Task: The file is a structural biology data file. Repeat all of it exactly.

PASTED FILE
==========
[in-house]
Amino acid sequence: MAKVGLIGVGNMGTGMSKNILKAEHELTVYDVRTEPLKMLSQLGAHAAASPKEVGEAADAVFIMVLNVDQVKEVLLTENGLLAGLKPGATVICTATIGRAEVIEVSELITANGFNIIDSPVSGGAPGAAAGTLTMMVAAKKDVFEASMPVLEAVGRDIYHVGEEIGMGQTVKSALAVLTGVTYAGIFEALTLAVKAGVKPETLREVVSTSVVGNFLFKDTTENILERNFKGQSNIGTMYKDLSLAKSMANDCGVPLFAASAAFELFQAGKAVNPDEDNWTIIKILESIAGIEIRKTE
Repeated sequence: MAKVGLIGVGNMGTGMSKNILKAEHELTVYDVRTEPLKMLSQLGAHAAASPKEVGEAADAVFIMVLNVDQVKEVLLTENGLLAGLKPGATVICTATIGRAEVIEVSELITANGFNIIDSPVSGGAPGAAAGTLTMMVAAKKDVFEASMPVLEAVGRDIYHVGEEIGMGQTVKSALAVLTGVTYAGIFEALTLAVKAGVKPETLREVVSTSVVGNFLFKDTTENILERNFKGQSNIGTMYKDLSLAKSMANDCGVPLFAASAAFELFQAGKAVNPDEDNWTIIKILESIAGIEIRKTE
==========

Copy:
[in-house]
Amino acid sequence: MAKVGLIGVGNMGTGMSKNILKAEHELTVYDVRTEPLKMLSQLGAHAAASPKEVGEAADAVFIMVLNVDQVKEVLLTENGLLAGLKPGATVICTATIGRAEVIEVSELITANGFNIIDSPVSGGAPGAAAGTLTMMVAAKKDVFEASMPVLEAVGRDIYHVGEEIGMGQTVKSALAVLTGVTYAGIFEALTLAVKAGVKPETLREVVSTSVVGNFLFKDTTENILERNFKGQSNIGTMYKDLSLAKSMANDCGVPLFAASAAFELFQAGKAVNPDEDNWTIIKILESIAGIEIRKTE
Repeated sequence: MAKVGLIGVGNMGTGMSKNILKAEHELTVYDVRTEPLKMLSQLGAHAAASPKEVGEAADAVFIMVLNVDQVKEVLLTENGLLAGLKPGATVICTATIGRAEVIEVSELITANGFNIIDSPVSGGAPGAAAGTLTMMVAAKKDVFEASMPVLEAVGRDIYHVGEEIGMGQTVKSALAVLTGVTYAGIFEALTLAVKAGVKPETLREVVSTSVVGNFLFKDTTENILERNFKGQSNIGTMYKDLSLAKSMANDCGVPLFAASAAFELFQAGKAVNPDEDNWTIIKILESIAGIEIRKTE